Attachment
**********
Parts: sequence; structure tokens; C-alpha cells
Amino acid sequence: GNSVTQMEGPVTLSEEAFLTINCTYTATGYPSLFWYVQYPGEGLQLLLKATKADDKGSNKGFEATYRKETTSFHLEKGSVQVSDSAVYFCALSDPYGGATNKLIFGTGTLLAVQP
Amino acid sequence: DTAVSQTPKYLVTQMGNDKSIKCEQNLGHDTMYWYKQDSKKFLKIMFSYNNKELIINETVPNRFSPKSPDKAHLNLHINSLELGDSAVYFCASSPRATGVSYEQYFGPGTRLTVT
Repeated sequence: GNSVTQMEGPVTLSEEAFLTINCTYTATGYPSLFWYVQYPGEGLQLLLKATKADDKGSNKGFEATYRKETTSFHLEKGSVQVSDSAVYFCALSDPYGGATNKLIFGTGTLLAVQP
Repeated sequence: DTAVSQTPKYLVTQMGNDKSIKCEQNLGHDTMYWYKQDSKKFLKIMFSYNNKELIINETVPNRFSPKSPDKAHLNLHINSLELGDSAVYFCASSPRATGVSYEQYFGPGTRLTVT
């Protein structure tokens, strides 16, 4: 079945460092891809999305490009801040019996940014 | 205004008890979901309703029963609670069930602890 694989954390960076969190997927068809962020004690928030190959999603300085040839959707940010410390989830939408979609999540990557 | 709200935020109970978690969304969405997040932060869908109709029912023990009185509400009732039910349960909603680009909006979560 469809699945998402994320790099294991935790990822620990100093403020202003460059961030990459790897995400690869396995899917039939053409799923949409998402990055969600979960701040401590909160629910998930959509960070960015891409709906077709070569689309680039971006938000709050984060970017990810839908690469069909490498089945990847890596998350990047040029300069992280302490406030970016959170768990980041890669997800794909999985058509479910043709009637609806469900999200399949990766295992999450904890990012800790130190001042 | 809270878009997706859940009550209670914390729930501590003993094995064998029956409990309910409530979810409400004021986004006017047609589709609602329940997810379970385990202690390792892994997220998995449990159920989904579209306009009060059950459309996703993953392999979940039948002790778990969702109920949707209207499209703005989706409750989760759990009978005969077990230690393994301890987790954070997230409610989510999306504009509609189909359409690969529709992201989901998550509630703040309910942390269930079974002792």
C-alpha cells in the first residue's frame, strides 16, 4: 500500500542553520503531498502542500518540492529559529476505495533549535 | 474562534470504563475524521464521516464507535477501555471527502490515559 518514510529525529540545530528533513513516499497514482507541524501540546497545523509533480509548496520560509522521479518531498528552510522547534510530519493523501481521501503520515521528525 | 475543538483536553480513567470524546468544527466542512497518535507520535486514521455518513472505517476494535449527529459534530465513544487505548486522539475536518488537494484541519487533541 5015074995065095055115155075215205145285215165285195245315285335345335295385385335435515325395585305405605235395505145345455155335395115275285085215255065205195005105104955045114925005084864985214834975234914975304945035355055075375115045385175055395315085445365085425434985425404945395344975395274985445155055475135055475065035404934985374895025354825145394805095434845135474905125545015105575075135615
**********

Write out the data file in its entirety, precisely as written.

Parts: sequence; structure tokens; C-alpha cells
Amino acid sequence: GNSVTQMEGPVTLSEEAFLTINCTYTATGYPSLFWYVQYPGEGLQLLLKATKADDKGSNKGFEATYRKETTSFHLEKGSVQVSDSAVYFCALSDPYGGATNKLIFGTGTLLAVQP
Amino acid sequence: DTAVSQTPKYLVTQMGNDKSIKCEQNLGHDTMYWYKQDSKKFLKIMFSYNNKELIINETVPNRFSPKSPDKAHLNLHINSLELGDSAVYFCASSPRATGVSYEQYFGPGTRLTVT
Repeated sequence: GNSVTQMEGPVTLSEEAFLTINCTYTATGYPSLFWYVQYPGEGLQLLLKATKADDKGSNKGFEATYRKETTSFHLEKGSVQVSDSAVYFCALSDPYGGATNKLIFGTGTLLAVQP
Repeated sequence: DTAVSQTPKYLVTQMGNDKSIKCEQNLGHDTMYWYKQDSKKFLKIMFSYNNKELIINETVPNRFSPKSPDKAHLNLHINSLELGDSAVYFCASSPRATGVSYEQYFGPGTRLTVT
């Protein structure tokens, strides 16, 4: 079945460092891809999305490009801040019996940014 | 205004008890979901309703029963609670069930602890 694989954390960076969190997927068809962020004690928030190959999603300085040839959707940010410390989830939408979609999540990557 | 709200935020109970978690969304969405997040932060869908109709029912023990009185509400009732039910349960909603680009909006979560 469809699945998402994320790099294991935790990822620990100093403020202003460059961030990459790897995400690869396995899917039939053409799923949409998402990055969600979960701040401590909160629910998930959509960070960015891409709906077709070569689309680039971006938000709050984060970017990810839908690469069909490498089945990847890596998350990047040029300069992280302490406030970016959170768990980041890669997800794909999985058509479910043709009637609806469900999200399949990766295992999450904890990012800790130190001042 | 809270878009997706859940009550209670914390729930501590003993094995064998029956409990309910409530979810409400004021986004006017047609589709609602329940997810379970385990202690390792892994997220998995449990159920989904579209306009009060059950459309996703993953392999979940039948002790778990969702109920949707209207499209703005989706409750989760759990009978005969077990230690393994301890987790954070997230409610989510999306504009509609189909359409690969529709992201989901998550509630703040309910942390269930079974002792």
C-alpha cells in the first residue's frame, strides 16, 4: 500500500542553520503531498502542500518540492529559529476505495533549535 | 474562534470504563475524521464521516464507535477501555471527502490515559 518514510529525529540545530528533513513516499497514482507541524501540546497545523509533480509548496520560509522521479518531498528552510522547534510530519493523501481521501503520515521528525 | 475543538483536553480513567470524546468544527466542512497518535507520535486514521455518513472505517476494535449527529459534530465513544487505548486522539475536518488537494484541519487533541 5015074995065095055115155075215205145285215165285195245315285335345335295385385335435515325395585305405605235395505145345455155335395115275285085215255065205195005105104955045114925005084864985214834975234914975304945035355055075375115045385175055395315085445365085425434985425404945395344975395274985445155055475135055475065035404934985374895025354825145394805095434845135474905125545015105575075135615